Alexandria's founded by Alexander

Alexandria's founded by Alexander the Great (by year BC): 334 Alexandria in Troia (Turkey) - 333 Alexandria at Issus/Alexandrette (Iskenderun, Turkey) - 332 Alexandria of Caria/by the Latmos (Alinda, Turkey) - 331 Alexandria Mygdoniae - 331 Alexandria (Egypt) - 330 Alexandria in Areia (Herat, Afghanistan) - 330 Alexandria of the Prophthasia/in Drangiana/Phrada (Farah, Afghanistan) - 330 Alexandria in Arachosia (Kandahar, Afghanistan) - 330 Alexandria in Caucasus (Begram, Afghanistan) - 329 Alexandria of the Paropanisades (Ghazni, Afghanistan) - 329 Alexandria Eschate or Ultima (Khodjend, Tajikistan) - 329 Alexandria on the Oxus (Ai-Khanoum OR Termez, Afghanistan) - 328 Alexandria in Margiana (Merv, Turkmenistan) - 326 Alexandria Nicaea (on the Hydaspes, India) - 326 Alexandria Bucephala (on the Hydaspes, India) - 325 Alexandria Sogdia - 325 Alexandria Rambacia (Bela, Pakistan) - 325 Alexandria Oreitide - 325 Alexandria in Opiene (confluence of Indus & Acesines, India) - 325 Alexandria on the Indus - 325 Alexandria Xylinepolis (Patala, India) - 325 Alexandria in Carminia (Gulashkird, Iran) - 324 Alexandria-on-the-Tigris/Antiochia-in-Susiana/Charax (Spasinou Charax on the Tigris, Iraq) - ?Alexandria of Carmahle? (Kahnu)

Wednesday, March 6, 2013

Ancient Greece in full Technicolor

Greek statues and temples in full Technicolor? A very shocking thought, that is obvious but it is much closer to the truth than one would expect initially.

The first colour reconstruction I ever saw was a corner of the Alexander Sarcophagus at the Archaeological Museum in Istanbul and honestly I thought it was rather exaggerated. The colours were simply too bright, too blunt, too plain and did in no way match my concept of Greek perfection. It wasn’t until I unexpectedly stopped at the rarely visited Macedonian Tomb of The Judges and the Tomb of the Palmettes that I was entirely taken by the charm and exotic feeling of the bright yet delicate polychromy.


A few years ago, I saw the painstaking reconstruction work done by the team of Prof. Vinzenz Brinkman on TV and their ensuing display at the Liebieghaus in Germany. For more than 25 years they analyzed the pigmentation of antique sculptures using digital methods whereby the originals were left untouched. New technical photographic methods using UV-light and –reflectography enabled them to disclose the painted parts of the statues. Even those areas where no pigment had survived could be revealed thanks to the chemical and mechanical transformations on the surface of the stone over the centuries. Based on those discoveries, they applied the matching colours on copies of existing statues. It was an absolute mind-blowing and a true eye-opener.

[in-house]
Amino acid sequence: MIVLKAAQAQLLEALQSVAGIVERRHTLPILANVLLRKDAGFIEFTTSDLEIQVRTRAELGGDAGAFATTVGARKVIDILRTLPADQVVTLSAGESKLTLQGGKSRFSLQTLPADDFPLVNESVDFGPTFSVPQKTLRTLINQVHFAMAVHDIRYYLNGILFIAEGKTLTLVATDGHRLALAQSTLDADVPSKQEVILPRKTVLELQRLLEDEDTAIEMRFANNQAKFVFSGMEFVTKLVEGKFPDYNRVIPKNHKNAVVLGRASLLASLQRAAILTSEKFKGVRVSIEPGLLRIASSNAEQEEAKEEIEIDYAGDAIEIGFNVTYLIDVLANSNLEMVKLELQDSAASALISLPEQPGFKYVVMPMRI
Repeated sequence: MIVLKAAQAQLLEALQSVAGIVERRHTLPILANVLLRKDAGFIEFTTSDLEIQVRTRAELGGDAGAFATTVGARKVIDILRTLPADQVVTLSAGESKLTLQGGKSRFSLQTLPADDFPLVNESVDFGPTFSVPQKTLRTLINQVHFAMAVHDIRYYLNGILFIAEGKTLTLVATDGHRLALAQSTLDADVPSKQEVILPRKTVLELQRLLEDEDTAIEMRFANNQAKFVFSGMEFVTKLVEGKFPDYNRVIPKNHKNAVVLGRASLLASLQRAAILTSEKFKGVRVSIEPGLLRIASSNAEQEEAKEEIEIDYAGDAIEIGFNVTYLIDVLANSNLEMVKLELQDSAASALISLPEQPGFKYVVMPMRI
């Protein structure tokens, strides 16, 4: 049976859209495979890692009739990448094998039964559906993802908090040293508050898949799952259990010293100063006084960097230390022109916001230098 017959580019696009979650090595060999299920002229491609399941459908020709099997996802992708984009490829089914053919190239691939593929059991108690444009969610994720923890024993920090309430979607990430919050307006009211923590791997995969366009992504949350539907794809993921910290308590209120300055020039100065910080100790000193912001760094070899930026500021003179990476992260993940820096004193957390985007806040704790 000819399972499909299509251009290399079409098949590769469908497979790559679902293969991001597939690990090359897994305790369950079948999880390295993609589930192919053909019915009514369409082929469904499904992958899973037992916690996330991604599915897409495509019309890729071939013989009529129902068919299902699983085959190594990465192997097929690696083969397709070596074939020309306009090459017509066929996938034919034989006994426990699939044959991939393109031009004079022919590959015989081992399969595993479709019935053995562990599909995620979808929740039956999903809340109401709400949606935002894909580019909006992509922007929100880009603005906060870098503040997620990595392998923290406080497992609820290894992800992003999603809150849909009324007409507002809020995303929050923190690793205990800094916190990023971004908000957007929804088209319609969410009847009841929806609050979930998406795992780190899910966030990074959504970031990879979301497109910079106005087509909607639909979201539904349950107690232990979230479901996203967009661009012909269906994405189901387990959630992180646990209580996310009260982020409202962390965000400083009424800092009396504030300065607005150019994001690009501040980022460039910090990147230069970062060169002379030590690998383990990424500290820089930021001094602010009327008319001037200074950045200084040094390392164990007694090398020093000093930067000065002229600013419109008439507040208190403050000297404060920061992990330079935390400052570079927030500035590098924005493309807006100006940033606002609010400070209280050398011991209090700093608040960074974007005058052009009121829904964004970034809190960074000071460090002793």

I lost track of these precious objects till last summer when while visiting Die Rückkehr der Göter in Cologne, Germany, I found the catalogue “Bunte Götter” (Gods in Colour) revealing that the collection of polychrome statues had grown considerably as it travelled around the world from one museum to the next, from one city to the next. Meanwhile several of the most colourful pieces have made the headlines and personally, I had great difficulty in making my choice from the superb pictures in the above-mentioned catalogue. I can’t wait to see them for real!

One of my favourites is the figure of an Archer, identified by some as Prince Paris of Troy, made around 500 BC and once part of the west pediment of the Temple of Aphaia on the island of Aegina (Greece). I can’t get enough of the vibrant colours, the patterns of his pants, the livelihood of his presence. The Persian horseman from the Acropolis in Athens shows the same patterns in the rider’s pants (today we would speak of leggings, wouldn’t we?) but he looks somehow less appealing because his horse is left blank because its original colour could not be defined with certitude. Another statue fitting the same time-frame is that of Athena with striking (and at first sight, rather unreal) green coloured snakes at the edge of her cape. And then there is the so-called Peplos Kore (approx. 530-520 BC), whose original condition revealed traces of red, blue, yellow and green pigments. A close scrutiny with modern technology brought this young girl to life, dressed in a ritual garment embroidered with animals, moving her to the state of godliness rather than that of an ordinary girl. This proves that the new techniques lead to new discoveries as well.

This is an entirely new way to look at early Greek marble sculptures and ornamentation. Who would have expected such magnificent dresses, such bright details, or such colourful statues decorating the ancient Greek temples, tombs and maybe even houses? I remember the circle of Kore as it stood in the old Acropolis Museum where I marvelled at the traces of colour in their hair and their painted earrings, wondering what they must have looked like new. Well, now I know.

Polychrome paintings were not limited to early Greek statues alone, of course, although they may be the most rewarding examples. The technique was applied widely, covering pediments, friezes, walls and ceilings of temples and tombs, decorating theatres and other public places, terracotta statuettes like those of the well-known Tanagra type, sarcophagi and even mummy portraits. The practice continued all the way through the Greek classical period and Hellenistic times, as is proven by the famous Alexander Sarcophagus from Sidon; and copied by the Romans as shown by the impressive head of Emperor Caligula from ancient Rome.

I can’t wait till they’ll tackle Alexander the Great. Wouldn’t it be wonderful to see the true colour of his hair and if he really suffered from heterochromia (one blue and one brown eye according to Peter Green)? That will be the day!

A selection of this polychromic artwork can be admired on this link: "Gods in colour".

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